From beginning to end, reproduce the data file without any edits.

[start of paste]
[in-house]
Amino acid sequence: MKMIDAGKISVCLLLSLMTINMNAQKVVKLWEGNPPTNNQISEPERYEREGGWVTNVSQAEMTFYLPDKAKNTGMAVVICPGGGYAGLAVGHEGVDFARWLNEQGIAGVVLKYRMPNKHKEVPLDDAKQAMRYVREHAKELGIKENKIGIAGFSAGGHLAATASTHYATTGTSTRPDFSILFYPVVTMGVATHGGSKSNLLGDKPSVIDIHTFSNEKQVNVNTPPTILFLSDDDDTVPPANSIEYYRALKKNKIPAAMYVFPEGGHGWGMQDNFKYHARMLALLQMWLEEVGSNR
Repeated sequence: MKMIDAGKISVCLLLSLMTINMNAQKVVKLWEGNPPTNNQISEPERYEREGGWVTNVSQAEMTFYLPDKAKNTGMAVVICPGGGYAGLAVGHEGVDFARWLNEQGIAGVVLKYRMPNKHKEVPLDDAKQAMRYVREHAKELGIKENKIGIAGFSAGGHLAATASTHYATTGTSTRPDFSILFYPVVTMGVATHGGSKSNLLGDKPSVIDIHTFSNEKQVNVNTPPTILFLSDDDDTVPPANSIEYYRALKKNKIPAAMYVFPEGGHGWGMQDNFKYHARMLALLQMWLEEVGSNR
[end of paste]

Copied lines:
[in-house]
Amino acid sequence: MKMIDAGKISVCLLLSLMTINMNAQKVVKLWEGNPPTNNQISEPERYEREGGWVTNVSQAEMTFYLPDKAKNTGMAVVICPGGGYAGLAVGHEGVDFARWLNEQGIAGVVLKYRMPNKHKEVPLDDAKQAMRYVREHAKELGIKENKIGIAGFSAGGHLAATASTHYATTGTSTRPDFSILFYPVVTMGVATHGGSKSNLLGDKPSVIDIHTFSNEKQVNVNTPPTILFLSDDDDTVPPANSIEYYRALKKNKIPAAMYVFPEGGHGWGMQDNFKYHARMLALLQMWLEEVGSNR
Repeated sequence: MKMIDAGKISVCLLLSLMTINMNAQKVVKLWEGNPPTNNQISEPERYEREGGWVTNVSQAEMTFYLPDKAKNTGMAVVICPGGGYAGLAVGHEGVDFARWLNEQGIAGVVLKYRMPNKHKEVPLDDAKQAMRYVREHAKELGIKENKIGIAGFSAGGHLAATASTHYATTGTSTRPDFSILFYPVVTMGVATHGGSKSNLLGDKPSVIDIHTFSNEKQVNVNTPPTILFLSDDDDTVPPANSIEYYRALKKNKIPAAMYVFPEGGHGWGMQDNFKYHARMLALLQMWLEEVGSNR